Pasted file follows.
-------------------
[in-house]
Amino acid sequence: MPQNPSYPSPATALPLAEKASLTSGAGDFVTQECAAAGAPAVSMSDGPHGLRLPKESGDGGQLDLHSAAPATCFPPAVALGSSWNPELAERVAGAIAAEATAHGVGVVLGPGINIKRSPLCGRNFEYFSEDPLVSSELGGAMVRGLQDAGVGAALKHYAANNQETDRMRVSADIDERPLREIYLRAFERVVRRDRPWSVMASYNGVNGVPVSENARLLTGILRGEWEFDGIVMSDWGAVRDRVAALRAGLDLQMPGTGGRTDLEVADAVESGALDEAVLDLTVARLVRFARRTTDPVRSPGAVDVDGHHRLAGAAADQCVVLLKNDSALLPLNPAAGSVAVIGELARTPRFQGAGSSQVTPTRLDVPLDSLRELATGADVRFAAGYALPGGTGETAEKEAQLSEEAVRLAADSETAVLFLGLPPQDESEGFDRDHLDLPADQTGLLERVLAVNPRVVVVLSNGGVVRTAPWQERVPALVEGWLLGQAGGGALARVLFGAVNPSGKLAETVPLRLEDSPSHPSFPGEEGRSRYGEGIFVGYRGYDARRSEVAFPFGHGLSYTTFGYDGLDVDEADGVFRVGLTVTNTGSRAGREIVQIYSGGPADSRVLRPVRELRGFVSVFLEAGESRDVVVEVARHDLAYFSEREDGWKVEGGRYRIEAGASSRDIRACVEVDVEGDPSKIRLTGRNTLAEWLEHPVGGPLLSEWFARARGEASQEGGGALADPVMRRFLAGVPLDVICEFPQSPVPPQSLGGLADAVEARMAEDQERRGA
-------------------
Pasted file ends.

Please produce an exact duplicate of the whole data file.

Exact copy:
[in-house]
Amino acid sequence: MPQNPSYPSPATALPLAEKASLTSGAGDFVTQECAAAGAPAVSMSDGPHGLRLPKESGDGGQLDLHSAAPATCFPPAVALGSSWNPELAERVAGAIAAEATAHGVGVVLGPGINIKRSPLCGRNFEYFSEDPLVSSELGGAMVRGLQDAGVGAALKHYAANNQETDRMRVSADIDERPLREIYLRAFERVVRRDRPWSVMASYNGVNGVPVSENARLLTGILRGEWEFDGIVMSDWGAVRDRVAALRAGLDLQMPGTGGRTDLEVADAVESGALDEAVLDLTVARLVRFARRTTDPVRSPGAVDVDGHHRLAGAAADQCVVLLKNDSALLPLNPAAGSVAVIGELARTPRFQGAGSSQVTPTRLDVPLDSLRELATGADVRFAAGYALPGGTGETAEKEAQLSEEAVRLAADSETAVLFLGLPPQDESEGFDRDHLDLPADQTGLLERVLAVNPRVVVVLSNGGVVRTAPWQERVPALVEGWLLGQAGGGALARVLFGAVNPSGKLAETVPLRLEDSPSHPSFPGEEGRSRYGEGIFVGYRGYDARRSEVAFPFGHGLSYTTFGYDGLDVDEADGVFRVGLTVTNTGSRAGREIVQIYSGGPADSRVLRPVRELRGFVSVFLEAGESRDVVVEVARHDLAYFSEREDGWKVEGGRYRIEAGASSRDIRACVEVDVEGDPSKIRLTGRNTLAEWLEHPVGGPLLSEWFARARGEASQEGGGALADPVMRRFLAGVPLDVICEFPQSPVPPQSLGGLADAVEARMAEDQERRGA